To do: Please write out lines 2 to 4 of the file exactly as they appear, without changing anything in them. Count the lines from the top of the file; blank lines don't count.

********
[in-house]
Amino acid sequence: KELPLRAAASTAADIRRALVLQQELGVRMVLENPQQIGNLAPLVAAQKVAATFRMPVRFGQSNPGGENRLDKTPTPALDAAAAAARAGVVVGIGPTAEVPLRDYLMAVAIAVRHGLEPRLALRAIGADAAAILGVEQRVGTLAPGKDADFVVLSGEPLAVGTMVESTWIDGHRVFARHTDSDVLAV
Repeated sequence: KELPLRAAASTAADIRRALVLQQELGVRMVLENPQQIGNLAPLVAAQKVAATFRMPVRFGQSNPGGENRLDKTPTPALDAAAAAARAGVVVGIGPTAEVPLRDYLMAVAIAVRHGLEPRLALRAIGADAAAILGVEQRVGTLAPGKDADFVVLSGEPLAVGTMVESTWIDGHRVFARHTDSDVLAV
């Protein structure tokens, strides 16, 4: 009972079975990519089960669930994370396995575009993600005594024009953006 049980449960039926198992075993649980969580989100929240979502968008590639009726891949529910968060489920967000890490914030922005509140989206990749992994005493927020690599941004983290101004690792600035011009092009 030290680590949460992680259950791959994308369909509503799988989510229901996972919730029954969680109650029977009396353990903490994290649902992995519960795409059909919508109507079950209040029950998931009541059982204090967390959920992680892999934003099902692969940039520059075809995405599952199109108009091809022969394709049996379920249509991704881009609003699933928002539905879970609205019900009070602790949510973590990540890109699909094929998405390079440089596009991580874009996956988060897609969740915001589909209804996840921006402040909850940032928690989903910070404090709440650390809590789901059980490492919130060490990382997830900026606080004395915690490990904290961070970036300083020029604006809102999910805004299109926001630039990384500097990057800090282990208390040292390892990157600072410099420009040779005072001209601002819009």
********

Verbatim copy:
Amino acid sequence: KELPLRAAASTAADIRRALVLQQELGVRMVLENPQQIGNLAPLVAAQKVAATFRMPVRFGQSNPGGENRLDKTPTPALDAAAAAARAGVVVGIGPTAEVPLRDYLMAVAIAVRHGLEPRLALRAIGADAAAILGVEQRVGTLAPGKDADFVVLSGEPLAVGTMVESTWIDGHRVFARHTDSDVLAV
Repeated sequence: KELPLRAAASTAADIRRALVLQQELGVRMVLENPQQIGNLAPLVAAQKVAATFRMPVRFGQSNPGGENRLDKTPTPALDAAAAAARAGVVVGIGPTAEVPLRDYLMAVAIAVRHGLEPRLALRAIGADAAAILGVEQRVGTLAPGKDADFVVLSGEPLAVGTMVESTWIDGHRVFARHTDSDVLAV
């Protein structure tokens, strides 16, 4: 009972079975990519089960669930994370396995575009993600005594024009953006 049980449960039926198992075993649980969580989100929240979502968008590639009726891949529910968060489920967000890490914030922005509140989206990749992994005493927020690599941004983290101004690792600035011009092009 030290680590949460992680259950791959994308369909509503799988989510229901996972919730029954969680109650029977009396353990903490994290649902992995519960795409059909919508109507079950209040029950998931009541059982204090967390959920992680892999934003099902692969940039520059075809995405599952199109108009091809022969394709049996379920249509991704881009609003699933928002539905879970609205019900009070602790949510973590990540890109699909094929998405390079440089596009991580874009996956988060897609969740915001589909209804996840921006402040909850940032928690989903910070404090709440650390809590789901059980490492919130060490990382997830900026606080004395915690490990904290961070970036300083020029604006809102999910805004299109926001630039990384500097990057800090282990208390040292390892990157600072410099420009040779005072001209601002819009």